The core issue is that the data structure that stores serialized keys and values from the map can incorrectly calculate the length of a value under certain conditions. The OOM exception is from deserialized values exceeding the memory available to a merge.
The error was introduced by
HADOOP-2919, which replaced the data structures responsible for collection and sort. The size of one of the buffers- assumed to be exactly 3x the size of a complementary buffer- can be larger than assumed in some cases. If map output is spilled to disk while the index buffer is wrapped, it will read indices from the uninitialized portion of the buffer for the last item in the spill, and incorrectly believe that it extends to the end of the buffer.
An example might be helpful. Per the description in
HADOOP-2919, each key and value is serialized into a circular buffer. The partition, start, and end indices for each record are stored in an array. For each value, its end index is either the following key start index or a marker reserved for the last record in the spill.
| P | 35 | 41 | ... | P | 5 | 20 | P | 25 | 30 | 0 | 0 | 0 |
0 1 2 ... i ... i+9
A record at offset i belongs to partition P, has a key beginning at position 5 w/ length 15 (20 - 5), and a value beginning at position 10 with length 5 (25 - 20). Similarly, the record following it belongs to partition P, a key beginning at position 25 w/ length 5, and a value beginning at position 30. What follows this record (from position i+6) is uninitialized data; the record that follows it has metadata stored at the start of the buffer, but the "next" position is computed mod the length of the buffer will look in a section that suggests that the next key starts at the front of the buffer. As such, it will determine that this value must extend all the way to the end of the buffer, which is almost certainly not true. The correct "next" offset is at the front of the buffer (35).
This is the most common case. It occurs when both of the following are true:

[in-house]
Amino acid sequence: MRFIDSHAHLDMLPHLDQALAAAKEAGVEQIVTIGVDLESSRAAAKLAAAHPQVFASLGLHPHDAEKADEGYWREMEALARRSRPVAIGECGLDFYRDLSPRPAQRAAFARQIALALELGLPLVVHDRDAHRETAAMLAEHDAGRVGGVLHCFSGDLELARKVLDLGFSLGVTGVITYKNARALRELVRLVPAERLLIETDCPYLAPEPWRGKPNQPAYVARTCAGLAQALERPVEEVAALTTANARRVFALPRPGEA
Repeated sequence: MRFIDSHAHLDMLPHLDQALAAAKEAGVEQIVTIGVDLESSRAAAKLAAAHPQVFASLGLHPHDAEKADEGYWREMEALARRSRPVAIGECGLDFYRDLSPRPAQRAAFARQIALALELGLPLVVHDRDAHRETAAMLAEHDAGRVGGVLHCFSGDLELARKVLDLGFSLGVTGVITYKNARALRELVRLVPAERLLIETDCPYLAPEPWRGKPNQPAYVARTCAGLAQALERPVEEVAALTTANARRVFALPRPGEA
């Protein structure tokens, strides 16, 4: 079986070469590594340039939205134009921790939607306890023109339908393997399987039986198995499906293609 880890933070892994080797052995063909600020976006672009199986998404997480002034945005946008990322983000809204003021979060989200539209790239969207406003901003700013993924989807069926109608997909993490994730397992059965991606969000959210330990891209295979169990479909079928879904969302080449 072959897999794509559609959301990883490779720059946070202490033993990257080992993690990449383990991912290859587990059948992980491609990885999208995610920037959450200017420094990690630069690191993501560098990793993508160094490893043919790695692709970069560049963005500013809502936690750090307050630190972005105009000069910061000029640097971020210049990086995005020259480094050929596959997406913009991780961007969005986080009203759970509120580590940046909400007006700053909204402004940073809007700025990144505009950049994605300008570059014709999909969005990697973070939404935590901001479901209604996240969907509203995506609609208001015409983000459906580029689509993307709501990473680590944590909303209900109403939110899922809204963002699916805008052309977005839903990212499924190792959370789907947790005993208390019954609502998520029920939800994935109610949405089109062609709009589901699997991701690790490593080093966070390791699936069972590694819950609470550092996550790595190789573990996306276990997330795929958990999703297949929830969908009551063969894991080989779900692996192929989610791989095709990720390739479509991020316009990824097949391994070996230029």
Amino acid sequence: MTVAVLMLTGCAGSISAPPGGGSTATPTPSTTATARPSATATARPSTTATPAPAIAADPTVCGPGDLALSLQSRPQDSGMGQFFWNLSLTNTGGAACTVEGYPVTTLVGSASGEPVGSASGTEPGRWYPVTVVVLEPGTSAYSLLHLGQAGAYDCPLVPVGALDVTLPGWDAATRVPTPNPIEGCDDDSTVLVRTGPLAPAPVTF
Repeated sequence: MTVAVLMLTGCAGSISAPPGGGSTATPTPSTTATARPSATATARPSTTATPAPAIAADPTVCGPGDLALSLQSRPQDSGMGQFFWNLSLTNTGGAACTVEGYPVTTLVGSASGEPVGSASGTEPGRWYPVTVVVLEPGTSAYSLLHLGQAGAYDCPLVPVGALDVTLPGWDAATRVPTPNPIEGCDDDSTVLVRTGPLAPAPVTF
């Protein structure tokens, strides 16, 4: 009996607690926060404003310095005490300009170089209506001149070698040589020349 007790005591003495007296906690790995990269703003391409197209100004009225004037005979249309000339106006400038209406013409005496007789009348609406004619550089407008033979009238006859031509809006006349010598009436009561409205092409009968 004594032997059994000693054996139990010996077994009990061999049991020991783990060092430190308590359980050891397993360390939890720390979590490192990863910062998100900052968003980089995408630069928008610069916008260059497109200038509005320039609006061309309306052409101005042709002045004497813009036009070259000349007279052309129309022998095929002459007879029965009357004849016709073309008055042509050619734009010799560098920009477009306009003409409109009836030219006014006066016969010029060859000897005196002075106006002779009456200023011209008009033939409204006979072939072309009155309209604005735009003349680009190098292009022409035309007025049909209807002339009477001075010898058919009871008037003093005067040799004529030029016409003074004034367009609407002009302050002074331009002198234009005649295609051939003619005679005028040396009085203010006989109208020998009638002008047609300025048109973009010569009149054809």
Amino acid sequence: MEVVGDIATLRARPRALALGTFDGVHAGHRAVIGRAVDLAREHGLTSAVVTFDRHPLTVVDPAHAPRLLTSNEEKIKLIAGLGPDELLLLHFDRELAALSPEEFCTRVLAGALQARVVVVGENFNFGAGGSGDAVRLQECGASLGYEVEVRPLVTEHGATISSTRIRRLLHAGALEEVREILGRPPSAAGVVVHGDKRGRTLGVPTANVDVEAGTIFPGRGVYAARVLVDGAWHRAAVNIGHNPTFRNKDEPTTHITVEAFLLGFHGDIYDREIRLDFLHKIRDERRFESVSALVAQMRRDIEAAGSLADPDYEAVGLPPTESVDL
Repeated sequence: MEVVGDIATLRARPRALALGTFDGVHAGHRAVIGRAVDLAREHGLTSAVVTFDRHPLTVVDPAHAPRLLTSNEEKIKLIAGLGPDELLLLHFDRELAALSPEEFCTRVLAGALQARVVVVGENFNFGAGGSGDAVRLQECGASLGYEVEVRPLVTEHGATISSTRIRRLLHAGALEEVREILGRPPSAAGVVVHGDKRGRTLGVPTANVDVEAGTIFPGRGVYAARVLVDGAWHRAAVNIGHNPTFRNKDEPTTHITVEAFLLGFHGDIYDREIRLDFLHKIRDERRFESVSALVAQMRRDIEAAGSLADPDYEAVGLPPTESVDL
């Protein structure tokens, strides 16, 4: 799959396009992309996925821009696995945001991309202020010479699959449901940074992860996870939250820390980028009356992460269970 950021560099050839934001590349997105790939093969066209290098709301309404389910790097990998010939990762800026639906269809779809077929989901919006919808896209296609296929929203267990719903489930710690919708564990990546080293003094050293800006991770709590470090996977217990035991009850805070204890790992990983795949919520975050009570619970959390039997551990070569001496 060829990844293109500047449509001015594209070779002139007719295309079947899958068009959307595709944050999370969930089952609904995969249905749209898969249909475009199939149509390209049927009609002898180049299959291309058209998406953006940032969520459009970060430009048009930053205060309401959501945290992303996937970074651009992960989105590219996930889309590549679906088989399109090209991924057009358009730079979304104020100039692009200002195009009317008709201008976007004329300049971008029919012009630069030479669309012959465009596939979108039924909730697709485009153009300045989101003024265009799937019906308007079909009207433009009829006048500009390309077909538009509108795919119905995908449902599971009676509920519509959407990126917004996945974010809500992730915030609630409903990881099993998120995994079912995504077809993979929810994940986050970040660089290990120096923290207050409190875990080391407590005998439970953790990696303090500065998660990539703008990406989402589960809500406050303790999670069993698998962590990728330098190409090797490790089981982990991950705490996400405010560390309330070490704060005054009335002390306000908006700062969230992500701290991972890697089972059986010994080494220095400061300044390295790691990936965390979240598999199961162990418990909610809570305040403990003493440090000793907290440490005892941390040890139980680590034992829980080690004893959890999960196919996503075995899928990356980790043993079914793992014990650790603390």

- A map emits no fewer than io.sort.mb * io.sort.record.percent / 4 records (default 1310720 records, 1677721 with a 128 io.sort.mb)
- io.sort.mb * io.sort.record.percent (mod 16) != 0, 7, 10, or 13 (note that with the default settings of 100MB and 0.05, respectively, this isn't the case)
This is corrected by
When the preceding is true, silent data corruption can occur when all of the following are true:
- The heap size is sufficient to prevent the merge from failing
- The Writable consumed takes its length not from the stream, but from the intermediate file format. This could be true of Writables that read an entire stream without a length field (none of the Writables packaged in Hadoop work this way, I think)
- io.sort.mb * io.sort.record.percent (mod 16) == 2, 3, 5, 6, 8, 9, 12, or 15 (other values will cause errors in the spill)
Most of the time, it will emit the value followed by the contents of the buffer, the remainder of which most if not all Writables- satisfying the DataOutput contract- will ignore. Anything dealing with the raw bytes- particularly comparators- might be confused, but deserialized objects should work. Preliminarily, few successful jobs should be suspected.
The second case addressed in this patch is zero-length values (NullWritable is a good, and in my mind only, example). Note that this doesn't include empty Text, BytesWritable, or other data that includes a length field requiring at least one byte. The size for these is almost never correct, but this case should fail noisily.
The last case is when a serialized key fills the last bytes of the buffer. In this case, an ArrayOutOfBoundsException should be thrown during the sort, as the comparator assumes value starts right after the key. An equivalent check for valstart == 0 would work and arguably be more efficient, but this is easier to understand.